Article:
ACOEM and MDGuidelines® Release First Evidence-Based COVID-19 Guideline for Occupational Health

The American College of Occupational and Environmental Medicine (ACOEM) and MDGuidelines today released a new clinical practice guideline focusing on novel coronavirus 2019 (COVID-19). Because of the need to provide clinicians with the most up-to-date information possible, the COVID-19 guideline is available free of charge at The ACOEM Practice Guidelines in MDGuidelines are widely used by clinicians in the care and treatment of working-age individuals.
COVID-19, the acute respiratory infection caused by a new strain of coronavirus (SARSCoV-2), has disrupted the normal course of business worldwide. The COVID-19 guideline provides recommendations for employer considerations, a discussion of disability considerations, and diagnostic approach, as well as treatment recommendations.
“The urgency of the COVID-19 pandemic necessitates the quick development and delivery of guidelines for use by health care systems, physicians, governmental agencies, and organizations managing worker safety and health,” said Kurt T. Hegmann, MD, editor-in-chief of the ACOEM Practice Guidelines. “Using the best-quality evidence available, we are able to offer guidance today for workplace safety, observations on possible impact on disability, and treatment recommendations for patients who are moderately to severely affected by COVID-19.”
Workplace Safety
Among the evidence-based guidance for workplace safety, the COVID-19 guideline outlines the following for employers:
  • Ensure the ability for affected workers to sufficiently observe a quarantine period which may include examining paid leave policies.
  • If affected workers are in fact sick, examine provisions to allow employees to stay at home.
  • If workers are not sick but need to care for the sick, examine provisions to allow for these circumstances.
  • Stop all non-essential travel to any cities/countries with outbreaks or community spread in family members.
Treatment Recommendations
Based on review of the preliminary data available, and determinations by the U.S. Food and Drug Administration, the COVID-19 guideline includes the following treatment recommendations:
  • Hydroxychloroquine or chloroquine as possible treatments for patients who are moderately to severely affected by COVID-19; azithromycin may be added for severely affected patients
  • Convalescent plasma antibodies from survivors of COVID-19 as possible treatment for patients who are severely affected by COVID-19
  • Interleukin-6 (IL-6) receptor anatagonists (tocilizumab and sarilumab) as possible treatments for patients who are severely affected by COVID-19
Not recommended:
  • Hydroxychloroquine and chloroquine are not recommended for widespread prophylactic use
  • Lopinavir/ritonavir are not recommended
No recommendation:
  • Favipiravir
Recognizing the urgent need for workplace recommendations related to COVID-19, ACOEM however cautions that quality literature is quite limited for treatment of COVID-19, [therefore] aspects of this guideline could rapidly become out of date. “We intend to monitor the literature frequently and update the COVID-19 guideline as needed,” noted Stephen Frangos, MD, ACOEM President.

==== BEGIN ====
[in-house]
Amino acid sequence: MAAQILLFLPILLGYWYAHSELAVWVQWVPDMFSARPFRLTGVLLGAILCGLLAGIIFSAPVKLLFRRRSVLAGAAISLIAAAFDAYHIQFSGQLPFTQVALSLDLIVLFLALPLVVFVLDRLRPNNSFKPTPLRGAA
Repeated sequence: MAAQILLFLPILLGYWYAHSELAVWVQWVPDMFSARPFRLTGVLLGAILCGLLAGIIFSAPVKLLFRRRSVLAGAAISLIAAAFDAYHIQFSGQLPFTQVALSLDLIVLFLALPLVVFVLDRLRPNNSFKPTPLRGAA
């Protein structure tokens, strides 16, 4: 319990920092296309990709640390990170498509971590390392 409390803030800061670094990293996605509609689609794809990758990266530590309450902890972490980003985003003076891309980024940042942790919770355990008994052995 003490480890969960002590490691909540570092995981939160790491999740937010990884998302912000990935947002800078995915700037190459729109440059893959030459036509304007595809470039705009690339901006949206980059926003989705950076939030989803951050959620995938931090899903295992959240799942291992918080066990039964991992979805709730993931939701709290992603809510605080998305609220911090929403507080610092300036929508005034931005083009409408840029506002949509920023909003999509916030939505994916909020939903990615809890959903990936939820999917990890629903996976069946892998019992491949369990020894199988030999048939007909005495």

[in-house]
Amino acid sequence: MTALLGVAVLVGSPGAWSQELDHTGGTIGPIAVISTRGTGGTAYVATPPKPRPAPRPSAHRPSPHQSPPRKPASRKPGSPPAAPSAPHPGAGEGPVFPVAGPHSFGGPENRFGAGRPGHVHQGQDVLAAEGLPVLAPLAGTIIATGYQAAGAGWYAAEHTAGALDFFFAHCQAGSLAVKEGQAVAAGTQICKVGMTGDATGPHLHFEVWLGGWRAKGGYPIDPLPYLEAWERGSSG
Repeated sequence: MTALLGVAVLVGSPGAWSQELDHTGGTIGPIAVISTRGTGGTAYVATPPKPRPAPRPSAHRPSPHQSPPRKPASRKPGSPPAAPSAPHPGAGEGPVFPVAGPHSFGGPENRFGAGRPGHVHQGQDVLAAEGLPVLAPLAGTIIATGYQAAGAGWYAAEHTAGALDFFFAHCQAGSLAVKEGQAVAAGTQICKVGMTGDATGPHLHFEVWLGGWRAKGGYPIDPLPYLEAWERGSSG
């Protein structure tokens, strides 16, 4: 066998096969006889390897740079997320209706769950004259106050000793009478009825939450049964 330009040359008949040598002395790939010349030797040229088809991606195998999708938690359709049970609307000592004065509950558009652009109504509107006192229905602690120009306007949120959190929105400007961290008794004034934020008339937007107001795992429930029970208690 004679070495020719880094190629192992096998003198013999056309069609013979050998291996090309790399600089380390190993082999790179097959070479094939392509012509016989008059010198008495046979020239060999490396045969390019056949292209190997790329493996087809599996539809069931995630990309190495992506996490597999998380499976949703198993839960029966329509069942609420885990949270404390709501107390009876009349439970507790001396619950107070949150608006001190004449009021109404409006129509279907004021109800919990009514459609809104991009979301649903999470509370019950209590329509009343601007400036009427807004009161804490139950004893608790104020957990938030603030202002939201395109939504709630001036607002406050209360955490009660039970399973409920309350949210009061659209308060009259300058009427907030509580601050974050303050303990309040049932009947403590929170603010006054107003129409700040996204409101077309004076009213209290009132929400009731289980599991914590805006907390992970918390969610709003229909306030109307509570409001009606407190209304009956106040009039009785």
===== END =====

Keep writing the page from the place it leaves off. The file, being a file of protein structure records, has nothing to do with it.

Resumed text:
All ACOEM Practice Guidelines are developed using a state-of-the-art methodology which incorporates the highest scientific standards for reviewing evidence-based literature to ensure the most rigorous, reproducible, and transparent guidelines available. All recommendations are labeled as: strongly recommended, moderately recommended, recommended, consensus-recommended, consensus-no recommendation, consensus—not recommended, not recommended, moderately not recommended, or strongly not recommended based on the strength of the scientific evidence. The strength of evidence ratings included with the recommendations are used to designate the quality and amount of evidence that supports the recommendation. All guidelines are reviewed periodically to identify any major changes in the evidence.
Development of the COVID-19 guideline was overseen by Kurt Hegmann, MD, and the Evidence-Based Practice COVID-19 Panel. Physician panelists represent expertise in occupational medicine, internal medicine, pulmonary medicine, and infectious disease.

For more information about or to access the COVID-19 guideline, visit, or contact Joe Guerriero at
About ACOEM and Its Practice Guidelines
The American College of Occupational and Environmental Medicine ( is an international society of 4,000 occupational physicians and other health care professionals. The College provides leadership to promote optimal health and safety of workers, workplaces, and environments. The College is located in Elk Grove Village, Ill.
ACOEM’s Occupational Medicine Practice Guidelines define best practices for key areas of occupational medical care and disability management. They are intended to improve the efficiency and accuracy of the diagnostic process as well as identify the effectiveness and risks of individual treatments in resolving an illness or injury—helping workers return to normal activities as quickly and safely as possible.
About MDGuidelines
MDGuidelines, is the industry’s leading solution for total health management and workplace productivity. MDGuidelines features the world’s most trusted disability durations, predictive modeling, analytic services, drug formulary, and evidence-based clinical practice guidelines from ACOEM.